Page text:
Local search continues to grow at astonishing numbers. In fact, local search has been appointed Google’s primary target for the immediate future. They have made it public that their primary focus will be on marketing and implementing tools designed specifically around local search. And why not, a large majority of searches that take place, have geo-targeted intent. The major paradigm shift in local search that took place a few weeks ago when Google announced Place Search, is proof in the pudding that there is more in store for the king of search engines.
So, why has the Small and Medium Size Business (SMB) market been slow to catch this wave? It seems logical that the SMB market would embrace this new way to reach customers. I have concluded that it’s attributed to either skepticism or perhaps just a lack of understanding as to the actual opportunity the Internet presents. I personally think it’s the latter, but for good reason which I’ll explain later.
First, take a look at the numbers recently released by eMarketer.com – the attitudes and perceptions of US small business customer behavior:
A large percentage is made up of “Undecided” (gray colored), when it comes to perceptions of how the customers find their business, product or services. That means business owners really don’t know where to put their marketing dollar or emphasis. That’s a problem.
To fully delve into why the SMB market is slow to react to deploying Internet Marketing as a scalable marketing solution is another topic for another day. But suffice to say, at the 30,000 foot level, I believe we have two things working against each other that precipitates bad information and misunderstanding.
First, we have the small business owner busy running their day-to-day operations. For the most part, they still rely on older and perhaps antiquated methods of advertising and marketing their products and services. These methods are no longer effective, plain and simple. The Internet has all but obliterated yellow pages off the map. Newspapers have nowhere near the readership and market share they once owned, and now local directories are getting pushed out of the market space with the new Place Search. But, business owners don’t want to hear about Title Tags, Meta Descriptions, link building and Sitemaps. They don’t care how to construct a proper Title Tag to gain exposure on keywords, and why should they? They have a business to run!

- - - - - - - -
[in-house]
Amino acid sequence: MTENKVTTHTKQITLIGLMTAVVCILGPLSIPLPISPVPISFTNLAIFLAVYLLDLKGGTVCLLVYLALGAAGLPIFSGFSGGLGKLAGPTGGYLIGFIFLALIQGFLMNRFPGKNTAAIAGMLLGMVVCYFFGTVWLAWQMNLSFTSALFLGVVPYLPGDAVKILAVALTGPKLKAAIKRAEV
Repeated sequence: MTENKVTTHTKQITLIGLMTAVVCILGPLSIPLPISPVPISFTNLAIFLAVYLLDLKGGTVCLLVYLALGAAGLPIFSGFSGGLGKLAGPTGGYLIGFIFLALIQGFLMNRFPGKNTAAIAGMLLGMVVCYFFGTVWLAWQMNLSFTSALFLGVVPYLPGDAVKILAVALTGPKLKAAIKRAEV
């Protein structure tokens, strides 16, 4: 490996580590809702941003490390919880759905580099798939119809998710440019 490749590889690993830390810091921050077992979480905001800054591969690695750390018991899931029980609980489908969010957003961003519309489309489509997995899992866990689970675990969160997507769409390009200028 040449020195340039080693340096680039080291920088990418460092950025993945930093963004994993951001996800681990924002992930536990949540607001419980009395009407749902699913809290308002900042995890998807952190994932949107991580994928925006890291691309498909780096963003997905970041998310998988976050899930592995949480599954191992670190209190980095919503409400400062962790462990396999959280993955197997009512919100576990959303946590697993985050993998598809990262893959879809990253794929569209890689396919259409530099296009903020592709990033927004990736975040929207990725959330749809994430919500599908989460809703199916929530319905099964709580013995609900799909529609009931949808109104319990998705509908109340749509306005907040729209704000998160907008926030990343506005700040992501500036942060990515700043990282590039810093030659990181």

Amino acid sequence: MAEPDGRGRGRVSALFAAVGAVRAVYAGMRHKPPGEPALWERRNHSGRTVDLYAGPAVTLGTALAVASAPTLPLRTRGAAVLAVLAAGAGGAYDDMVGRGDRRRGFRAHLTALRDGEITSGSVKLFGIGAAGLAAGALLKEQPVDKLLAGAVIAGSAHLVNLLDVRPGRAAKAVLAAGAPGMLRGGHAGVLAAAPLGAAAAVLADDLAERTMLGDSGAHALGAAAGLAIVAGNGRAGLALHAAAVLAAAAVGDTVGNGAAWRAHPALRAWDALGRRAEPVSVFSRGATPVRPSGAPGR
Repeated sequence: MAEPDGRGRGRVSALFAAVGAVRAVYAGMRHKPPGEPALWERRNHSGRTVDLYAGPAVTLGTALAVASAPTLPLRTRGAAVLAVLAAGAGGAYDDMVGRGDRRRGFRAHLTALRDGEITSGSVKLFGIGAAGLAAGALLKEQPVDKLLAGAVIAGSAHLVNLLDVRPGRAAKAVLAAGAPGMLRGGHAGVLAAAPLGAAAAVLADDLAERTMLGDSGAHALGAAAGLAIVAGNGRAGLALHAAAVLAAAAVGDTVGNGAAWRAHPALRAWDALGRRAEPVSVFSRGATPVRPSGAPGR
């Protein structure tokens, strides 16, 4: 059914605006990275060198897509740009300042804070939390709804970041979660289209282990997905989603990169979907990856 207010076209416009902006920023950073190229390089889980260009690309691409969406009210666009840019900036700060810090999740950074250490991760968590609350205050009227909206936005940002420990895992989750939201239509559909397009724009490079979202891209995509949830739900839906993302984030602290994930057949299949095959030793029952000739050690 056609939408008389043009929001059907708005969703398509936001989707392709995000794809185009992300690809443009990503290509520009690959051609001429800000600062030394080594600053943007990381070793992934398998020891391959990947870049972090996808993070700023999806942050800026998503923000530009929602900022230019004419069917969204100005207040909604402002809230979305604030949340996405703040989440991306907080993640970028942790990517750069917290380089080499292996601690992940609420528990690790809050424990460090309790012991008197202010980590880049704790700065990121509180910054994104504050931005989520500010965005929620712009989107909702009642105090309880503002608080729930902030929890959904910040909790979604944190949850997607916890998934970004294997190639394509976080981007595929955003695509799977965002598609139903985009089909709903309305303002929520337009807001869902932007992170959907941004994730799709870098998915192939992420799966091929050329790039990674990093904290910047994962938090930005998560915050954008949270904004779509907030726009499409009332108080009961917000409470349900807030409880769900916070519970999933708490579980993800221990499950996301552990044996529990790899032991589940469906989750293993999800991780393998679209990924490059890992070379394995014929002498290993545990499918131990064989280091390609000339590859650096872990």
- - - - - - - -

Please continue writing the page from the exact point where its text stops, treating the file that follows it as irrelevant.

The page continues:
Then on the other end, you have the Internet Marketer that perhaps amiss to lay out the facts in a presentable manner for business owners to fully understand. Oh sure the Internet marketer may have good intentions but soon these well meaning intentions break into technical jargon, that creates confusion, tension and in some cases even resentment on behalf of the business owner.
Internet marketers need to find a way to gain respect from the small business owners first. They need to take time to fully understand the business before making any recommendations about their website or marketing approaches.
Business owners on the other hand should look at this as an opportunity “ripe for the picking.” They should also look to SEO professionals that will present the facts in a manner that will allow the partnership to flourish.
Both groups need to find common ground and begin focusing on building business solutions through effective marketing. Business owners and Internet Marketers may look at things differently, but at the end of the day, they both have the same end goal in mind — drive targeted traffic to increase revenue.